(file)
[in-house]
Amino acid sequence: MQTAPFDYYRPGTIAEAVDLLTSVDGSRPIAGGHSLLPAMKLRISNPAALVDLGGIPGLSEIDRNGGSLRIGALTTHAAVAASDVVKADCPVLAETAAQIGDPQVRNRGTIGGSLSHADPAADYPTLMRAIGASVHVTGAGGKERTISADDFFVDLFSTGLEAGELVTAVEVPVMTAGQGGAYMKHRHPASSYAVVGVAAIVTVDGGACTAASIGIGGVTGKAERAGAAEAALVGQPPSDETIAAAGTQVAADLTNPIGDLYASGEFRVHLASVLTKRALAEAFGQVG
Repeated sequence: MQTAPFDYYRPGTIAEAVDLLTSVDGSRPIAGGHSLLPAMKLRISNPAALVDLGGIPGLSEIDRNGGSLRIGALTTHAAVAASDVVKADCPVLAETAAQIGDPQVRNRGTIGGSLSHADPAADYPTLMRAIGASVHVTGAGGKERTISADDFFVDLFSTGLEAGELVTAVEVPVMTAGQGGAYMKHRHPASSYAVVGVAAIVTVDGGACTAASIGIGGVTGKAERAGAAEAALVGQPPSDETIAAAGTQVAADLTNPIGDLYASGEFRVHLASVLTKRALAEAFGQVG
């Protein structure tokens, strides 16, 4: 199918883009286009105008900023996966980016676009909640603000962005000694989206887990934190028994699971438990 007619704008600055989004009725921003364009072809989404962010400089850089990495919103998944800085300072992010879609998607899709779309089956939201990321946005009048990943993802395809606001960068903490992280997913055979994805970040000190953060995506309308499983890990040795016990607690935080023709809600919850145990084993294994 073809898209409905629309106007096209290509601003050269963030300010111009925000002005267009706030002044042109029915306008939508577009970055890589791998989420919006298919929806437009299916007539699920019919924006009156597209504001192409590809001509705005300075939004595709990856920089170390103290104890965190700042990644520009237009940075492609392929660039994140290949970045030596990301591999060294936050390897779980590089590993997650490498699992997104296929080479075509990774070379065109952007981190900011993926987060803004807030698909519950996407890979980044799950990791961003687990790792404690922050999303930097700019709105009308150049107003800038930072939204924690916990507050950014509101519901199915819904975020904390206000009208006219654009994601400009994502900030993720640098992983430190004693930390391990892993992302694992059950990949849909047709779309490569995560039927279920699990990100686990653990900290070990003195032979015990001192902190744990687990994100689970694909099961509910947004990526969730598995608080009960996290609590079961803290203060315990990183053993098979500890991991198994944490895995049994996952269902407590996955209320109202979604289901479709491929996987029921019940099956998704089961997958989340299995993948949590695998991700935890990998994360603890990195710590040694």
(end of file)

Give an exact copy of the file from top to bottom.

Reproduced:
[in-house]
Amino acid sequence: MQTAPFDYYRPGTIAEAVDLLTSVDGSRPIAGGHSLLPAMKLRISNPAALVDLGGIPGLSEIDRNGGSLRIGALTTHAAVAASDVVKADCPVLAETAAQIGDPQVRNRGTIGGSLSHADPAADYPTLMRAIGASVHVTGAGGKERTISADDFFVDLFSTGLEAGELVTAVEVPVMTAGQGGAYMKHRHPASSYAVVGVAAIVTVDGGACTAASIGIGGVTGKAERAGAAEAALVGQPPSDETIAAAGTQVAADLTNPIGDLYASGEFRVHLASVLTKRALAEAFGQVG
Repeated sequence: MQTAPFDYYRPGTIAEAVDLLTSVDGSRPIAGGHSLLPAMKLRISNPAALVDLGGIPGLSEIDRNGGSLRIGALTTHAAVAASDVVKADCPVLAETAAQIGDPQVRNRGTIGGSLSHADPAADYPTLMRAIGASVHVTGAGGKERTISADDFFVDLFSTGLEAGELVTAVEVPVMTAGQGGAYMKHRHPASSYAVVGVAAIVTVDGGACTAASIGIGGVTGKAERAGAAEAALVGQPPSDETIAAAGTQVAADLTNPIGDLYASGEFRVHLASVLTKRALAEAFGQVG
């Protein structure tokens, strides 16, 4: 199918883009286009105008900023996966980016676009909640603000962005000694989206887990934190028994699971438990 007619704008600055989004009725921003364009072809989404962010400089850089990495919103998944800085300072992010879609998607899709779309089956939201990321946005009048990943993802395809606001960068903490992280997913055979994805970040000190953060995506309308499983890990040795016990607690935080023709809600919850145990084993294994 073809898209409905629309106007096209290509601003050269963030300010111009925000002005267009706030002044042109029915306008939508577009970055890589791998989420919006298919929806437009299916007539699920019919924006009156597209504001192409590809001509705005300075939004595709990856920089170390103290104890965190700042990644520009237009940075492609392929660039994140290949970045030596990301591999060294936050390897779980590089590993997650490498699992997104296929080479075509990774070379065109952007981190900011993926987060803004807030698909519950996407890979980044799950990791961003687990790792404690922050999303930097700019709105009308150049107003800038930072939204924690916990507050950014509101519901199915819904975020904390206000009208006219654009994601400009994502900030993720640098992983430190004693930390391990892993992302694992059950990949849909047709779309490569995560039927279920699990990100686990653990900290070990003195032979015990001192902190744990687990994100689970694909099961509910947004990526969730598995608080009960996290609590079961803290203060315990990183053993098979500890991991198994944490895995049994996952269902407590996955209320109202979604289901479709491929996987029921019940099956998704089961997958989340299995993948949590695998991700935890990998994360603890990195710590040694």